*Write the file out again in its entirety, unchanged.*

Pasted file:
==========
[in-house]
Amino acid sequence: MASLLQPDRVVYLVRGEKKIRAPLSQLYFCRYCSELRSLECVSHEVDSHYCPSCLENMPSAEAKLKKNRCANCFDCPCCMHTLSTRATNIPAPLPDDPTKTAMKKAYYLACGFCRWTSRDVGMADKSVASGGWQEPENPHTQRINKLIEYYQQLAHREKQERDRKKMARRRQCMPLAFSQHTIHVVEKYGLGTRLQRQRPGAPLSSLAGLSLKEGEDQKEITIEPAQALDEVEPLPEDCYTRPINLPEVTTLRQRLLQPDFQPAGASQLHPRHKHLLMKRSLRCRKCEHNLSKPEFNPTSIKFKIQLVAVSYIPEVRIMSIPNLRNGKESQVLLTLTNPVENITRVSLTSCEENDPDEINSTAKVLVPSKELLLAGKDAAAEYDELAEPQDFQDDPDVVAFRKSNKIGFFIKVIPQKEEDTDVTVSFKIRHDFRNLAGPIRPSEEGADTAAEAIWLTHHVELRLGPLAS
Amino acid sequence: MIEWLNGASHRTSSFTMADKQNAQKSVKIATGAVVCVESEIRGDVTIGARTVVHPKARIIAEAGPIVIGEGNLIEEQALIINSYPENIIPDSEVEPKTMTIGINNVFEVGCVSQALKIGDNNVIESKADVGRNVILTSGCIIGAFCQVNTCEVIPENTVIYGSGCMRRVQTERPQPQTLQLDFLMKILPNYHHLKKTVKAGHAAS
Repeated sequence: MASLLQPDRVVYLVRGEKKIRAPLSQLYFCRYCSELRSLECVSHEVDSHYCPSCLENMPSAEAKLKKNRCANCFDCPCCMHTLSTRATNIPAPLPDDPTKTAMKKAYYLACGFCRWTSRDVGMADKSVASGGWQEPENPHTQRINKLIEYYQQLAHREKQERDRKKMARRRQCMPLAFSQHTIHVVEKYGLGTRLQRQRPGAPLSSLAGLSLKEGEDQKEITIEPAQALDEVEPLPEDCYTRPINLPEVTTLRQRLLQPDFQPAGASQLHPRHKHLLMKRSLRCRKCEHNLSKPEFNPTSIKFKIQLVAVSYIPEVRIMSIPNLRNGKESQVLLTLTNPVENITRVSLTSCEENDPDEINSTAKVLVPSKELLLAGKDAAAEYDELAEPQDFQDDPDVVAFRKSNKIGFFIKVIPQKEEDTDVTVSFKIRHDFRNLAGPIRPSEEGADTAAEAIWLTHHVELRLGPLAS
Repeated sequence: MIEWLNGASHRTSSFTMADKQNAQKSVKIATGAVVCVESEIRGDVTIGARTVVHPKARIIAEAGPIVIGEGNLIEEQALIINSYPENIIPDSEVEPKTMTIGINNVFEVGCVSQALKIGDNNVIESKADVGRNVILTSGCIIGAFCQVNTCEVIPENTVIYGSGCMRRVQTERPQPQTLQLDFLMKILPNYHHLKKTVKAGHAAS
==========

[in-house]
Amino acid sequence: MASLLQPDRVVYLVRGEKKIRAPLSQLYFCRYCSELRSLECVSHEVDSHYCPSCLENMPSAEAKLKKNRCANCFDCPCCMHTLSTRATNIPAPLPDDPTKTAMKKAYYLACGFCRWTSRDVGMADKSVASGGWQEPENPHTQRINKLIEYYQQLAHREKQERDRKKMARRRQCMPLAFSQHTIHVVEKYGLGTRLQRQRPGAPLSSLAGLSLKEGEDQKEITIEPAQALDEVEPLPEDCYTRPINLPEVTTLRQRLLQPDFQPAGASQLHPRHKHLLMKRSLRCRKCEHNLSKPEFNPTSIKFKIQLVAVSYIPEVRIMSIPNLRNGKESQVLLTLTNPVENITRVSLTSCEENDPDEINSTAKVLVPSKELLLAGKDAAAEYDELAEPQDFQDDPDVVAFRKSNKIGFFIKVIPQKEEDTDVTVSFKIRHDFRNLAGPIRPSEEGADTAAEAIWLTHHVELRLGPLAS
Amino acid sequence: MIEWLNGASHRTSSFTMADKQNAQKSVKIATGAVVCVESEIRGDVTIGARTVVHPKARIIAEAGPIVIGEGNLIEEQALIINSYPENIIPDSEVEPKTMTIGINNVFEVGCVSQALKIGDNNVIESKADVGRNVILTSGCIIGAFCQVNTCEVIPENTVIYGSGCMRRVQTERPQPQTLQLDFLMKILPNYHHLKKTVKAGHAAS
Repeated sequence: MASLLQPDRVVYLVRGEKKIRAPLSQLYFCRYCSELRSLECVSHEVDSHYCPSCLENMPSAEAKLKKNRCANCFDCPCCMHTLSTRATNIPAPLPDDPTKTAMKKAYYLACGFCRWTSRDVGMADKSVASGGWQEPENPHTQRINKLIEYYQQLAHREKQERDRKKMARRRQCMPLAFSQHTIHVVEKYGLGTRLQRQRPGAPLSSLAGLSLKEGEDQKEITIEPAQALDEVEPLPEDCYTRPINLPEVTTLRQRLLQPDFQPAGASQLHPRHKHLLMKRSLRCRKCEHNLSKPEFNPTSIKFKIQLVAVSYIPEVRIMSIPNLRNGKESQVLLTLTNPVENITRVSLTSCEENDPDEINSTAKVLVPSKELLLAGKDAAAEYDELAEPQDFQDDPDVVAFRKSNKIGFFIKVIPQKEEDTDVTVSFKIRHDFRNLAGPIRPSEEGADTAAEAIWLTHHVELRLGPLAS
Repeated sequence: MIEWLNGASHRTSSFTMADKQNAQKSVKIATGAVVCVESEIRGDVTIGARTVVHPKARIIAEAGPIVIGEGNLIEEQALIINSYPENIIPDSEVEPKTMTIGINNVFEVGCVSQALKIGDNNVIESKADVGRNVILTSGCIIGAFCQVNTCEVIPENTVIYGSGCMRRVQTERPQPQTLQLDFLMKILPNYHHLKKTVKAGHAAS